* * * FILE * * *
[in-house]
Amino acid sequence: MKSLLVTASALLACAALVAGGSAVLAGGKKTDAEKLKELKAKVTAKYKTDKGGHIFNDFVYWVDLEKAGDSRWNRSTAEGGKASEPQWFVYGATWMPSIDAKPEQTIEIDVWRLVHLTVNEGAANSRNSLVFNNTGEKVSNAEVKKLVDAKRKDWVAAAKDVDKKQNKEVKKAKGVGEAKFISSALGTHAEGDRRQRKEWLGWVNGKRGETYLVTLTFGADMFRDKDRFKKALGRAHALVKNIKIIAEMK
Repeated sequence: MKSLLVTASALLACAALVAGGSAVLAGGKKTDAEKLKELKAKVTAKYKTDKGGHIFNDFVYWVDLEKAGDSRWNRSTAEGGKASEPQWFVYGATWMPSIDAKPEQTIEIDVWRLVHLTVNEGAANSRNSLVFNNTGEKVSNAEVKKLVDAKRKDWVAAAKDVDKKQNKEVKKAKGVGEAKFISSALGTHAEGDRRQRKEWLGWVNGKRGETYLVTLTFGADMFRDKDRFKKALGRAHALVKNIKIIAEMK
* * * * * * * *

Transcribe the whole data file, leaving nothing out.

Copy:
[in-house]
Amino acid sequence: MKSLLVTASALLACAALVAGGSAVLAGGKKTDAEKLKELKAKVTAKYKTDKGGHIFNDFVYWVDLEKAGDSRWNRSTAEGGKASEPQWFVYGATWMPSIDAKPEQTIEIDVWRLVHLTVNEGAANSRNSLVFNNTGEKVSNAEVKKLVDAKRKDWVAAAKDVDKKQNKEVKKAKGVGEAKFISSALGTHAEGDRRQRKEWLGWVNGKRGETYLVTLTFGADMFRDKDRFKKALGRAHALVKNIKIIAEMK
Repeated sequence: MKSLLVTASALLACAALVAGGSAVLAGGKKTDAEKLKELKAKVTAKYKTDKGGHIFNDFVYWVDLEKAGDSRWNRSTAEGGKASEPQWFVYGATWMPSIDAKPEQTIEIDVWRLVHLTVNEGAANSRNSLVFNNTGEKVSNAEVKKLVDAKRKDWVAAAKDVDKKQNKEVKKAKGVGEAKFISSALGTHAEGDRRQRKEWLGWVNGKRGETYLVTLTFGADMFRDKDRFKKALGRAHALVKNIKIIAEMK